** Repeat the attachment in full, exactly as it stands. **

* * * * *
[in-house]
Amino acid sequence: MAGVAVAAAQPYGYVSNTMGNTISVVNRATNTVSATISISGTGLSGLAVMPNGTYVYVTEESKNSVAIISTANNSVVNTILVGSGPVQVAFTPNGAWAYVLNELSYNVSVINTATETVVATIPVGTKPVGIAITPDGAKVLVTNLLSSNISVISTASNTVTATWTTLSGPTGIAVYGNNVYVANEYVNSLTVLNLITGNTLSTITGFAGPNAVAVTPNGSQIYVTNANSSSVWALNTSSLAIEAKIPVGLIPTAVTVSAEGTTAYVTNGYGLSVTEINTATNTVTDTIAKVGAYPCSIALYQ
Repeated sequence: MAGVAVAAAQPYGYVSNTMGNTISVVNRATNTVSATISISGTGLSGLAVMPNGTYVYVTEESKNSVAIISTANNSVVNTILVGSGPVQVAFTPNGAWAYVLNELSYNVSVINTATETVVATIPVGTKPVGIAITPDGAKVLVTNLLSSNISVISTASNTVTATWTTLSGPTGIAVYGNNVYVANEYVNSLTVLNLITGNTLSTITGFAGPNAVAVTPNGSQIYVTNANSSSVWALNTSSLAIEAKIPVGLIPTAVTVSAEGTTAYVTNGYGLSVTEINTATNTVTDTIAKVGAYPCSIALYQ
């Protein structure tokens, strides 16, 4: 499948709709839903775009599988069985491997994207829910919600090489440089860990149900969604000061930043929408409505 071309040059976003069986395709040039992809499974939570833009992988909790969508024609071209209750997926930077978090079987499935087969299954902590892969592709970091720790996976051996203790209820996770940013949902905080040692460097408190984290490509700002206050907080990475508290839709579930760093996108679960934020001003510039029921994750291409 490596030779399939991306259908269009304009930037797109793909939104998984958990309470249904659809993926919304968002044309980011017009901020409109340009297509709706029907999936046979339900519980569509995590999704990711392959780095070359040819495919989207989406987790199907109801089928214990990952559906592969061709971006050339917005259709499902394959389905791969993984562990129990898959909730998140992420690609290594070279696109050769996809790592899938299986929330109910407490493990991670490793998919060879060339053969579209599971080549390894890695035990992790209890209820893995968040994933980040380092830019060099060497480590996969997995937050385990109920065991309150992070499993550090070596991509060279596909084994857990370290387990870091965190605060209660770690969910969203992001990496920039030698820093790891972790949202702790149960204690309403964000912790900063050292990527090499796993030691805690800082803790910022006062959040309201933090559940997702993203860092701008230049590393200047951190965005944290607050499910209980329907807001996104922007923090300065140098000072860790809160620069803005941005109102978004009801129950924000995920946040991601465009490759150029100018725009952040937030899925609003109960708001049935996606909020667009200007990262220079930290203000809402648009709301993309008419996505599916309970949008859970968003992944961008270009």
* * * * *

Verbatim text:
[in-house]
Amino acid sequence: MAGVAVAAAQPYGYVSNTMGNTISVVNRATNTVSATISISGTGLSGLAVMPNGTYVYVTEESKNSVAIISTANNSVVNTILVGSGPVQVAFTPNGAWAYVLNELSYNVSVINTATETVVATIPVGTKPVGIAITPDGAKVLVTNLLSSNISVISTASNTVTATWTTLSGPTGIAVYGNNVYVANEYVNSLTVLNLITGNTLSTITGFAGPNAVAVTPNGSQIYVTNANSSSVWALNTSSLAIEAKIPVGLIPTAVTVSAEGTTAYVTNGYGLSVTEINTATNTVTDTIAKVGAYPCSIALYQ
Repeated sequence: MAGVAVAAAQPYGYVSNTMGNTISVVNRATNTVSATISISGTGLSGLAVMPNGTYVYVTEESKNSVAIISTANNSVVNTILVGSGPVQVAFTPNGAWAYVLNELSYNVSVINTATETVVATIPVGTKPVGIAITPDGAKVLVTNLLSSNISVISTASNTVTATWTTLSGPTGIAVYGNNVYVANEYVNSLTVLNLITGNTLSTITGFAGPNAVAVTPNGSQIYVTNANSSSVWALNTSSLAIEAKIPVGLIPTAVTVSAEGTTAYVTNGYGLSVTEINTATNTVTDTIAKVGAYPCSIALYQ
């Protein structure tokens, strides 16, 4: 499948709709839903775009599988069985491997994207829910919600090489440089860990149900969604000061930043929408409505 071309040059976003069986395709040039992809499974939570833009992988909790969508024609071209209750997926930077978090079987499935087969299954902590892969592709970091720790996976051996203790209820996770940013949902905080040692460097408190984290490509700002206050907080990475508290839709579930760093996108679960934020001003510039029921994750291409 490596030779399939991306259908269009304009930037797109793909939104998984958990309470249904659809993926919304968002044309980011017009901020409109340009297509709706029907999936046979339900519980569509995590999704990711392959780095070359040819495919989207989406987790199907109801089928214990990952559906592969061709971006050339917005259709499902394959389905791969993984562990129990898959909730998140992420690609290594070279696109050769996809790592899938299986929330109910407490493990991670490793998919060879060339053969579209599971080549390894890695035990992790209890209820893995968040994933980040380092830019060099060497480590996969997995937050385990109920065991309150992070499993550090070596991509060279596909084994857990370290387990870091965190605060209660770690969910969203992001990496920039030698820093790891972790949202702790149960204690309403964000912790900063050292990527090499796993030691805690800082803790910022006062959040309201933090559940997702993203860092701008230049590393200047951190965005944290607050499910209980329907807001996104922007923090300065140098000072860790809160620069803005941005109102978004009801129950924000995920946040991601465009490759150029100018725009952040937030899925609003109960708001049935996606909020667009200007990262220079930290203000809402648009709301993309008419996505599916309970949008859970968003992944961008270009």